and find some strength, support and power; and expanding the financial systems of the poor so that with their low income, they can gain more credit and investments, and thus more income. Within nine years, the bank was able to reach 28,879 Bangladeshi villages and establish 974 branches. At that time, there were 1,271,461 members, majority of which are women having 1,186,826 members. By 2008, Grameen bank has served 7.4 million clients and has given out USD 545 million. Through out the years, Grameen Bank consistently garners a 98% loan recovery rate. Its success has encouraged governmental and non-governmental organizations in less developed nations and in the United States and Canada to replicate the Grameen model. As of today, more than 40 countries have adopted the model (Khandker, et al., 1997; Satgar, 2003; Wahid, 1994; Yunus, 2007).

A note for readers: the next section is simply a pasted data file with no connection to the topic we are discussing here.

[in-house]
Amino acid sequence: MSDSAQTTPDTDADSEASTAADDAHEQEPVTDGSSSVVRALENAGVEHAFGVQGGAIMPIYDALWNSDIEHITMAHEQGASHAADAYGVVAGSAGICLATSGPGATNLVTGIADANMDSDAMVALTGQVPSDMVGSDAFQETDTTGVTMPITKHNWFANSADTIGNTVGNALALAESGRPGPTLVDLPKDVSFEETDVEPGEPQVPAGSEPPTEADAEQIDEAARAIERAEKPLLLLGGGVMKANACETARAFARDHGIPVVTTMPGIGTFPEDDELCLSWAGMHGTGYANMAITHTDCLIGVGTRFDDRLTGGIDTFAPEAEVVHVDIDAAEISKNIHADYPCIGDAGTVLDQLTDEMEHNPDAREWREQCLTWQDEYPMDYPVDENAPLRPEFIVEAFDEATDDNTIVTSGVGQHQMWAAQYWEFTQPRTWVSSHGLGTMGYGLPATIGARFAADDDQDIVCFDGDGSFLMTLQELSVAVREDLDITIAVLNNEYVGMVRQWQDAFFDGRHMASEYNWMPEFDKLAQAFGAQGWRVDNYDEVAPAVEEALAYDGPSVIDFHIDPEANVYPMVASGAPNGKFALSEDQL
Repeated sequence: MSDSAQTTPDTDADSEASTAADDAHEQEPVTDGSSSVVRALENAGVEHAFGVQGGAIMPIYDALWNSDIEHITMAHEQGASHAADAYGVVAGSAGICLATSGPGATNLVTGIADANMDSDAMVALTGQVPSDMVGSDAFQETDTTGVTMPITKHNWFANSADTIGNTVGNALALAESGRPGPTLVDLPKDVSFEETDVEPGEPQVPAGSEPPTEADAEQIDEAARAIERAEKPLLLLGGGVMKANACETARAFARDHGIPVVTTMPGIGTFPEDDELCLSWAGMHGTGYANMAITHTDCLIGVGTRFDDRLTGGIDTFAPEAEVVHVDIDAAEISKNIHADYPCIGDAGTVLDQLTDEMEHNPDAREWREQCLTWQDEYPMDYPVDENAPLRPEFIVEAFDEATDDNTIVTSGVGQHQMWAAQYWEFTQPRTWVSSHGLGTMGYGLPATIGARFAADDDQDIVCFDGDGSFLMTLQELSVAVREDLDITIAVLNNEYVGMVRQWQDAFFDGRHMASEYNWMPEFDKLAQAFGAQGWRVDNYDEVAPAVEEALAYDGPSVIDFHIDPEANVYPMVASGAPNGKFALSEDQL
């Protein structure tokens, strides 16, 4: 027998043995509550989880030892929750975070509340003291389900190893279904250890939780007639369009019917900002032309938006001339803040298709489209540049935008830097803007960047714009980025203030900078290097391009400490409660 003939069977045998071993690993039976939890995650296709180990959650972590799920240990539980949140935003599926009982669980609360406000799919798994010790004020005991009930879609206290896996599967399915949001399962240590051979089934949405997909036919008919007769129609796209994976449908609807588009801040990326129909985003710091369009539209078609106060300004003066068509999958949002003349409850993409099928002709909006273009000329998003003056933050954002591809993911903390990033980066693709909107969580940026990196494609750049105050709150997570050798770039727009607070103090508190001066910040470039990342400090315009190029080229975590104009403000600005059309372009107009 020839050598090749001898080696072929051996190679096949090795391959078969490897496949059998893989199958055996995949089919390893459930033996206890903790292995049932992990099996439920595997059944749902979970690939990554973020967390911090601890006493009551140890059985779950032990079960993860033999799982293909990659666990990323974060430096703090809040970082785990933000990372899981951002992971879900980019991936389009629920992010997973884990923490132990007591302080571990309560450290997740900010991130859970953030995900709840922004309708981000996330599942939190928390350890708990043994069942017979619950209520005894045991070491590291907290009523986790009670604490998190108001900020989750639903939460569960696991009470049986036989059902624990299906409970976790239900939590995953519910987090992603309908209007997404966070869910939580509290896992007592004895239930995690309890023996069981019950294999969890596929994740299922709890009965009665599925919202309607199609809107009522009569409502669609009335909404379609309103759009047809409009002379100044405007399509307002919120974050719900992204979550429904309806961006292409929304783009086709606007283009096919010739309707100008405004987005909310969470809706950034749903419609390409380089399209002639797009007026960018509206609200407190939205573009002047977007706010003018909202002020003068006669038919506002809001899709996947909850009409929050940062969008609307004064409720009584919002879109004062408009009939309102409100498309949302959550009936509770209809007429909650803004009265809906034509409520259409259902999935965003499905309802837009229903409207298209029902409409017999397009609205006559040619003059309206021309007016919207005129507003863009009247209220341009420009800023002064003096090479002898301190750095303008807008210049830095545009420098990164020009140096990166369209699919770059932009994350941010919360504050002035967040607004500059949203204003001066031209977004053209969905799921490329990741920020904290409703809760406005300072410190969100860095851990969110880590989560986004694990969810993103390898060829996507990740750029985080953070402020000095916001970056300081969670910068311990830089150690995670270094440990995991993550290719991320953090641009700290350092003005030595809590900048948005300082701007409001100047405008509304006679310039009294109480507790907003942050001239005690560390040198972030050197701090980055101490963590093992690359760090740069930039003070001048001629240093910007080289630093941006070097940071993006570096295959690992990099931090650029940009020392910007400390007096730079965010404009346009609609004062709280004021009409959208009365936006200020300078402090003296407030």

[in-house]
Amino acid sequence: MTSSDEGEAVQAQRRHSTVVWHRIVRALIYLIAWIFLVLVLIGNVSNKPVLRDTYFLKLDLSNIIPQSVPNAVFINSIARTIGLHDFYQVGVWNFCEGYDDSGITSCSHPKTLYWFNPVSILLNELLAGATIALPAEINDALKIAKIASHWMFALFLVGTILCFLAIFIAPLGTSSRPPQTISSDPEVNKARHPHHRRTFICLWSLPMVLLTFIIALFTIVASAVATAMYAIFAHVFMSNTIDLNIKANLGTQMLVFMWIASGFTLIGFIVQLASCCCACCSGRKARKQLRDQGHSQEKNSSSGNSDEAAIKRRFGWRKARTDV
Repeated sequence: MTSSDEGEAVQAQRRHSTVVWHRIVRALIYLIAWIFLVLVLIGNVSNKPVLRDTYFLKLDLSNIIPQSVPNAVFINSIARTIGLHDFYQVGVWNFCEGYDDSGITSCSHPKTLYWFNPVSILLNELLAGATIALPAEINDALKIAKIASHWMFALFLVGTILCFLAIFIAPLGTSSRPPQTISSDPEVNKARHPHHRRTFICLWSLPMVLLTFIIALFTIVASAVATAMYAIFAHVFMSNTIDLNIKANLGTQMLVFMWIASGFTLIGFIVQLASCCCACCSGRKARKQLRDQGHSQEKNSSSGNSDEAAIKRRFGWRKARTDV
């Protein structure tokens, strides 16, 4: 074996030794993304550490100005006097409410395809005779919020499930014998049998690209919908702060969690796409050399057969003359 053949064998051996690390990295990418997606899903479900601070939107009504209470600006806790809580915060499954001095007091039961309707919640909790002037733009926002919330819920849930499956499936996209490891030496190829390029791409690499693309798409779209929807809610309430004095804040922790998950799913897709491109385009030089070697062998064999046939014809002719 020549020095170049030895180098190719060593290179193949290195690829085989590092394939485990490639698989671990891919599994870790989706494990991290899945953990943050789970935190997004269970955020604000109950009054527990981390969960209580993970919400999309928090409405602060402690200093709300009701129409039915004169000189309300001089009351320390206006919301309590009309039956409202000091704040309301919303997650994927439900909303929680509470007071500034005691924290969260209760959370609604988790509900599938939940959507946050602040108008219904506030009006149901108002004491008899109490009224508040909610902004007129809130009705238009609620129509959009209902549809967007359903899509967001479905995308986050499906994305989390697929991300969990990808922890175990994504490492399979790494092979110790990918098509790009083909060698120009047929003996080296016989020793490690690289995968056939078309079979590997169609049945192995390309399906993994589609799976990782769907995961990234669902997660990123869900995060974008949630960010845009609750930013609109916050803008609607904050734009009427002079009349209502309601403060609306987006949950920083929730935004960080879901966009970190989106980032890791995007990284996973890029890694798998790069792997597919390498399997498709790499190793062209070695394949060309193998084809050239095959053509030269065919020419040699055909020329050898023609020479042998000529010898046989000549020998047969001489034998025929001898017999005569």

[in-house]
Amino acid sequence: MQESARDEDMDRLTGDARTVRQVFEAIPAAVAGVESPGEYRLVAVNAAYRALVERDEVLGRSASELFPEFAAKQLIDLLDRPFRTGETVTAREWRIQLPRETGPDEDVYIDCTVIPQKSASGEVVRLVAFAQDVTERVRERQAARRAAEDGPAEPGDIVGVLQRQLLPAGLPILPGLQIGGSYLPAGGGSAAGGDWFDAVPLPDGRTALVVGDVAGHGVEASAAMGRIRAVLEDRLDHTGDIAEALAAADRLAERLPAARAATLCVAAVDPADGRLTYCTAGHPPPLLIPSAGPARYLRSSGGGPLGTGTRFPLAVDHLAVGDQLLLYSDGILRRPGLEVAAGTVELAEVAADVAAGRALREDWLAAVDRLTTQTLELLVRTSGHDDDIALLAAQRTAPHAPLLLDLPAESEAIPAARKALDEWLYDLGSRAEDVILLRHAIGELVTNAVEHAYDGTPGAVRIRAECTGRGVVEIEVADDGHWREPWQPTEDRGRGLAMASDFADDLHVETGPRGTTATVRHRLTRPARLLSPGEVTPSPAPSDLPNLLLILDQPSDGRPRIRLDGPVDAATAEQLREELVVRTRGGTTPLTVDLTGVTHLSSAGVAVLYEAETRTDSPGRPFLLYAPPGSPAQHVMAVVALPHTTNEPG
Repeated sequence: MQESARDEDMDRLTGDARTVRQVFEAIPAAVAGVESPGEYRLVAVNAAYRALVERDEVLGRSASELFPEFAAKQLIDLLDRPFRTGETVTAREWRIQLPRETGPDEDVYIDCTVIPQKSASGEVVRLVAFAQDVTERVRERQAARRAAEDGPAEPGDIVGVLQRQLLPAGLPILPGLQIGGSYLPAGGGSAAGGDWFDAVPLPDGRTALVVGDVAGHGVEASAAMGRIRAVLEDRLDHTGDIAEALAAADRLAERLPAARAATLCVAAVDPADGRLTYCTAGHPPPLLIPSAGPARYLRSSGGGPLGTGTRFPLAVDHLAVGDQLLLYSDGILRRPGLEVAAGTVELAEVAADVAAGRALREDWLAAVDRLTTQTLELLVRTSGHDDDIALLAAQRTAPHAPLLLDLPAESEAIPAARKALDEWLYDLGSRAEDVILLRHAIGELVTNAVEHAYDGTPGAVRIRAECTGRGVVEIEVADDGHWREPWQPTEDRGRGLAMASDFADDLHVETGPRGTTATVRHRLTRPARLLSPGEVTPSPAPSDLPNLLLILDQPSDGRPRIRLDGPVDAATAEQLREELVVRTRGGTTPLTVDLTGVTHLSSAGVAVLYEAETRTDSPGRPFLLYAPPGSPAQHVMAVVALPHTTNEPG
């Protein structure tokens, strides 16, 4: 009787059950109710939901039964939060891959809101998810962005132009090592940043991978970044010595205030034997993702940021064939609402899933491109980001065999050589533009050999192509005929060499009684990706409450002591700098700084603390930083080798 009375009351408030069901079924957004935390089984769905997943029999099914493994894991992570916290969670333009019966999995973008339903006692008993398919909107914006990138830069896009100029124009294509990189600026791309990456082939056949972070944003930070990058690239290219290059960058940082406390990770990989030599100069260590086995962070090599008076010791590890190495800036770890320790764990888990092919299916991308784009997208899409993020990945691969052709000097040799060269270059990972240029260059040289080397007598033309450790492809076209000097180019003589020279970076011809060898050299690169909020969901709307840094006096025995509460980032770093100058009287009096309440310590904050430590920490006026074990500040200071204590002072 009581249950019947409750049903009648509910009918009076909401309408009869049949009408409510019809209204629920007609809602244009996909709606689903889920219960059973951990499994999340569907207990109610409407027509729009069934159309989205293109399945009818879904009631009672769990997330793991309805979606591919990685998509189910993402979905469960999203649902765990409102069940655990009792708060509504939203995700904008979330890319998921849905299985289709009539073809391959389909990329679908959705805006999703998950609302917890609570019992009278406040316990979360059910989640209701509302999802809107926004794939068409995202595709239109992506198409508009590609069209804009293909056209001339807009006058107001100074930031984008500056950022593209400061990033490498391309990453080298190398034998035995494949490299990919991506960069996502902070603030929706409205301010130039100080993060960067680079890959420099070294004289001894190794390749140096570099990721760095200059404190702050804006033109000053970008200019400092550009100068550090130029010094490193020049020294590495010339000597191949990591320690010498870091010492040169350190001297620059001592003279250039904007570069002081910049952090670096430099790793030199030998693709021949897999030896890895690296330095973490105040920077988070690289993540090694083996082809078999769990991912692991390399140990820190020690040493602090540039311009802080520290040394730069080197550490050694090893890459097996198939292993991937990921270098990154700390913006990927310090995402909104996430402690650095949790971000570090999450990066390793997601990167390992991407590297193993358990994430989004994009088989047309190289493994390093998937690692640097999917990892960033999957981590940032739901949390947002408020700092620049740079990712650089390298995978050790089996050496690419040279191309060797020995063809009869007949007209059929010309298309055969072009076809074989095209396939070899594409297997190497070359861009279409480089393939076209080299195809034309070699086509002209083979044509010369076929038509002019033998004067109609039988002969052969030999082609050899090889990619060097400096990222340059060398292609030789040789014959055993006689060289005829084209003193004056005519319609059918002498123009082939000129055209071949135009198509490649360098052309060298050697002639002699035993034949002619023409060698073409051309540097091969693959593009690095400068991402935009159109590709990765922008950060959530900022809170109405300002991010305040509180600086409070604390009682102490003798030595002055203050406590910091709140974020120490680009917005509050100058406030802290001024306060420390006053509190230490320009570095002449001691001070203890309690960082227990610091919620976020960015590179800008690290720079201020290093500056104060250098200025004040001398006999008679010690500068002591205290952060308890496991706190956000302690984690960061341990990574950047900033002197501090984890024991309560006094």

The research project started because of Dr. Yunus’ belief that the biggest limitation for the rural poor was the lack of credit access. Because of the limited land the rural poor used to support themselves as farmer, Dr. Yunus thought that these farmers could still efficiently use small loans without collateral, and would repay this on time, and that giving credit with reasonable terms can allow borrowers to think for themselves how to best enhance their incomes. This reflection is aided by a comprehensive investment counseling given by Grameen and close supervision over the customers’ business projects so that the borrowers are ensured of the best way to manage their loans. Part of this is also advising customers to sacrifice their social vices and to live cleaner and healthier. Hence, the Grameen Bank provides appropriate support that allows the poor to join income-generating activities like transportation, processing and manufacturing, storing and marketing of agricultural products, and raising livestock. In 2001 to 2002, the bank revised their model, known as Grameen II, which has a more financial systems approach.